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Article

Anticancer Ruthenium Complexes with HDAC Isoform Selectivity

1
Department of Chemistry, Durham University, Lower Mountjoy, South Road, Durham DH1 3LE, UK
2
Department of Biosciences, Durham University, Stockton Road, Durham DH1 3LE, UK
*
Author to whom correspondence should be addressed.
Molecules 2020, 25(10), 2383; https://doi.org/10.3390/molecules25102383
Received: 20 April 2020 / Revised: 13 May 2020 / Accepted: 16 May 2020 / Published: 21 May 2020
(This article belongs to the Special Issue Metal Anticancer Complexes)

Abstract

:
The histone deacetylase (HDAC) enzymes have emerged as an important class of molecular targets in cancer therapy, with five inhibitors in clinical use. Recently, it has been shown that a lack of selectivity between the 11 Zn-dependent HDAC isoforms may lead to unwanted side-effects. In this paper, we show that piano stool Ru complexes can act as HDAC inhibitors, and variation in the capping arene leads to differences in HDAC isoform selectivity.

Graphical Abstract

1. Introduction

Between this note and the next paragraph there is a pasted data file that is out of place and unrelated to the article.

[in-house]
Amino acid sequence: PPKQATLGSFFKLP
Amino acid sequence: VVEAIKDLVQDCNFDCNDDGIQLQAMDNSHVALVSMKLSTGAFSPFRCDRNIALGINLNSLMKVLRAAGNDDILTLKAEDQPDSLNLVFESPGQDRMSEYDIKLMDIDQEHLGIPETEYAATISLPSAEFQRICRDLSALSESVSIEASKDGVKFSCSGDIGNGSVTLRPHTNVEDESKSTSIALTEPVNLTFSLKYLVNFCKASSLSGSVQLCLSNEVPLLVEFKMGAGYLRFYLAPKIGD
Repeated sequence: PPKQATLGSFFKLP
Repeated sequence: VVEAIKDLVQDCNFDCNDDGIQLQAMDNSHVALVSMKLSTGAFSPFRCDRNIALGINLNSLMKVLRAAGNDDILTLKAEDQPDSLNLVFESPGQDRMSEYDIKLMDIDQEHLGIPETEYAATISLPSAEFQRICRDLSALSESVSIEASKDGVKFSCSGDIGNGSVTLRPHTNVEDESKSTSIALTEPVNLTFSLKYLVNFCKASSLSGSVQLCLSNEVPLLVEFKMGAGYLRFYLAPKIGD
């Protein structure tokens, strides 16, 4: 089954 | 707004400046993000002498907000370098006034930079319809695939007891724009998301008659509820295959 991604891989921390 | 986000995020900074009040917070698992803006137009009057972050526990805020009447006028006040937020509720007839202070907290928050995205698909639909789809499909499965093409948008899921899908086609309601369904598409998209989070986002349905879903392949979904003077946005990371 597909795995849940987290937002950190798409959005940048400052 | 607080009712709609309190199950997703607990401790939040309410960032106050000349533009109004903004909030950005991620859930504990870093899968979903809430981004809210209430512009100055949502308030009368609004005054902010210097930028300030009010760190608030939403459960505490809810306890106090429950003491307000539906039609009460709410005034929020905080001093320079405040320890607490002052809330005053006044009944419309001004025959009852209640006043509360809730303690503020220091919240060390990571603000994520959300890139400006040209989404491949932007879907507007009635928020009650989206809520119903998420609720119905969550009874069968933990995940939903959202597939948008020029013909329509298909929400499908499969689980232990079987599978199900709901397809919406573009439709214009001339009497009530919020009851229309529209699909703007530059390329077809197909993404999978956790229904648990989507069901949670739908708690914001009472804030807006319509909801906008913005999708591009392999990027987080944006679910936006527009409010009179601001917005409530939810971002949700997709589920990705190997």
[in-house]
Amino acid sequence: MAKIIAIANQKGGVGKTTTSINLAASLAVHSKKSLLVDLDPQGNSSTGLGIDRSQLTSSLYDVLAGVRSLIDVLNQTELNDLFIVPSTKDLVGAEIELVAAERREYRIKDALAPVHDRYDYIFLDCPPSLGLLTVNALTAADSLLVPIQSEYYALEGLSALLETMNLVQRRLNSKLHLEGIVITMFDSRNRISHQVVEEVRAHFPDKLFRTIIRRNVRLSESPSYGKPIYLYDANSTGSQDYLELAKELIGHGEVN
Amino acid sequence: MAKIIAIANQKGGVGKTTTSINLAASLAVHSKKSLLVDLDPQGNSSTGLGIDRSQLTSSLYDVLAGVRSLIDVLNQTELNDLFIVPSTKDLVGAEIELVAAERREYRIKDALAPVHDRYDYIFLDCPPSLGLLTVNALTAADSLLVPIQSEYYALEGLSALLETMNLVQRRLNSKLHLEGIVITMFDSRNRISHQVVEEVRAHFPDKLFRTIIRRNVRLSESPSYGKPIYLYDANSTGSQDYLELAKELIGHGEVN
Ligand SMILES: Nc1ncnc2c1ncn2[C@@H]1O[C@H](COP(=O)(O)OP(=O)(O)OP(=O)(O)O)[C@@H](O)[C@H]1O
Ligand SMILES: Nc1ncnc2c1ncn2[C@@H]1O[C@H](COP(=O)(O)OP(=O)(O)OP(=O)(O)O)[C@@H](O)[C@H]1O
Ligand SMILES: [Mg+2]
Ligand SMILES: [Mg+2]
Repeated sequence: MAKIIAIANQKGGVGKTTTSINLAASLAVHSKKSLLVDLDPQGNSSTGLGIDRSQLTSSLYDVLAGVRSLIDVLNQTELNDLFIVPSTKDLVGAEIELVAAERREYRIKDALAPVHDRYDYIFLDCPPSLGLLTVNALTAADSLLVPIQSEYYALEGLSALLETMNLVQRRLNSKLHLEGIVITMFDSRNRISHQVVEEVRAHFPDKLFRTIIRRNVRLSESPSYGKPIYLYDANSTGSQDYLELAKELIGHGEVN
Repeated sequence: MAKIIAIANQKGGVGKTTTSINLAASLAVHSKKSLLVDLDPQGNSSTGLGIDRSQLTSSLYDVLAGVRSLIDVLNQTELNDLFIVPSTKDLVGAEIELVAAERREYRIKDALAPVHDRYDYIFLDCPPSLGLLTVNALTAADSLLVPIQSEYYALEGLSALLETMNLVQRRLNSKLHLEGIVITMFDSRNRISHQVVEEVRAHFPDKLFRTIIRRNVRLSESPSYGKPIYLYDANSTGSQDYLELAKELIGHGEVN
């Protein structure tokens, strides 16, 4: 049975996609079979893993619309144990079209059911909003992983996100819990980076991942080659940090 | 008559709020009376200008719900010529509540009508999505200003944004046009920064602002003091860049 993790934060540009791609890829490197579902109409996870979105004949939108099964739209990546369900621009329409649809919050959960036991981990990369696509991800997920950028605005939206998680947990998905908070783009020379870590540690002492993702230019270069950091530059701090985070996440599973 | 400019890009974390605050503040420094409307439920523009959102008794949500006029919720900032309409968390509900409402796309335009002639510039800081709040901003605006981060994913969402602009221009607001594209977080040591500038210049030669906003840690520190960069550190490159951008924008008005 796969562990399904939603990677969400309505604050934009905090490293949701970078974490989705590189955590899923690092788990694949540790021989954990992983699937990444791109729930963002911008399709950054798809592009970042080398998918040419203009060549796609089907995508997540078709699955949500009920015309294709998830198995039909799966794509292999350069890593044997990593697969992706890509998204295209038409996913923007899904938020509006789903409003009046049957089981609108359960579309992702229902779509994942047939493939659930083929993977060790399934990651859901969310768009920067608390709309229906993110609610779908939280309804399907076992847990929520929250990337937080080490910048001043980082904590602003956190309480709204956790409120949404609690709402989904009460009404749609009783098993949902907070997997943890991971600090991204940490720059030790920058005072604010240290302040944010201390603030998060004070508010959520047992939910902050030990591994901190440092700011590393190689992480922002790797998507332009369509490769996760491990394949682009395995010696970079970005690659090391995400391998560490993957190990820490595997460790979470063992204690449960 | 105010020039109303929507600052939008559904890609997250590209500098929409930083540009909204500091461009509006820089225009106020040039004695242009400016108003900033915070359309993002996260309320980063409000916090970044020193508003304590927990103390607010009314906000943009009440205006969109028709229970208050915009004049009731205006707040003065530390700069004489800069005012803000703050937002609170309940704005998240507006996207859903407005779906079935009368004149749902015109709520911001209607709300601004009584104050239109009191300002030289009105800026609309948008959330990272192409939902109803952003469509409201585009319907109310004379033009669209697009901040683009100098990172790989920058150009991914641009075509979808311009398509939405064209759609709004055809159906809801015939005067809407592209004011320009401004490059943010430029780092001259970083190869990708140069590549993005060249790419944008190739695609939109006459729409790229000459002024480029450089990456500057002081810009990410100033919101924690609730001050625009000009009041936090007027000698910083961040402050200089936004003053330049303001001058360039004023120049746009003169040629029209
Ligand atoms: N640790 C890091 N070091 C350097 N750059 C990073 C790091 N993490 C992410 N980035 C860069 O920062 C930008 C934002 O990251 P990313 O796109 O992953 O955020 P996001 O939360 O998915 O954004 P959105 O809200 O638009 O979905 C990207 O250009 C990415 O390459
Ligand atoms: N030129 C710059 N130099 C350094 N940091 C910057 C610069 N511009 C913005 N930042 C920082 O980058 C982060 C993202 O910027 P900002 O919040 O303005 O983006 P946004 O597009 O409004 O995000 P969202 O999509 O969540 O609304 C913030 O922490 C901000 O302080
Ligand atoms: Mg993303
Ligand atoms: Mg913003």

The histone deacetylase (HDAC) enzymes control the extent of acetylation of ε-lysine residues within the histone core. Hypoacetylation leads to a charged histone core and a condensed chromatin structure, resulting in the suppression of gene expression [1,2,3]. HDACs are involved in the deacetylation of p53, a transcription factor involved in tumour suppression, which leads to its degradation and hence allows cancer cell progression [4]. HDACs are also associated with other functions, including angiogenesis, DNA damage repair and cell cycle control [5]. Five HDAC inhibitors have been approved for clinical use [6]. The archetypal inhibitor is suberanilohydroxamic acid (SAHA, Figure 1A) [7,8]. It incorporates a hydrophobic chain (red) that terminates with a hydroxamic acid (blue), which binds to a Zn(II) ion located at the bottom of a hydrophobic channel in the enzyme active site. A phenyl head group (green) sits in the cavity entrance of the active site (Figure 1B) [9]. SAHA, along with each of the clinically approved drugs, is a pan-inhibitor, acting on all 11 known Zn-dependent HDAC isoforms. However, it has recently been shown that pan-inhibition may lead to genotoxicity [10,11], and that targeting specific HDAC isoforms could be a better approach to target cancer progression [12,13,14]. Hence, the ability to inhibit isoforms selectively is at the forefront of research in this area, with several isoform-selective HDAC inhibitors in clinical trials [5]. As shown in Figure 1B, key differences in HDAC isoforms are present in the cavity entrance region, where the capping phenyl group of SAHA binds. As such, variation in the inhibitor head group has the potential to lead to isoform-selective inhibitors.